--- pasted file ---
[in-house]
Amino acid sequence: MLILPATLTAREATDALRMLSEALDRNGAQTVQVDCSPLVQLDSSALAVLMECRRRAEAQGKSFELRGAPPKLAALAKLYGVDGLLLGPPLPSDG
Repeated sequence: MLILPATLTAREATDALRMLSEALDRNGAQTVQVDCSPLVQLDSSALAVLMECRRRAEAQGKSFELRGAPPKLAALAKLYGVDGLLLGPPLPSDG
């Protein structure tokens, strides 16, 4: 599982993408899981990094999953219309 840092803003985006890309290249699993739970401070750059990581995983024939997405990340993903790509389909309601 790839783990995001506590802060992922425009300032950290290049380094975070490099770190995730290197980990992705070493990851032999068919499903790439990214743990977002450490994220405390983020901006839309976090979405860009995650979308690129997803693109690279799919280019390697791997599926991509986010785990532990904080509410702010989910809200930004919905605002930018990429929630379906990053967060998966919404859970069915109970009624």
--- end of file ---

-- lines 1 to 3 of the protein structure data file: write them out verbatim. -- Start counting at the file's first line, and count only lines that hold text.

[in-house]
Amino acid sequence: MLILPATLTAREATDALRMLSEALDRNGAQTVQVDCSPLVQLDSSALAVLMECRRRAEAQGKSFELRGAPPKLAALAKLYGVDGLLLGPPLPSDG
Repeated sequence: MLILPATLTAREATDALRMLSEALDRNGAQTVQVDCSPLVQLDSSALAVLMECRRRAEAQGKSFELRGAPPKLAALAKLYGVDGLLLGPPLPSDG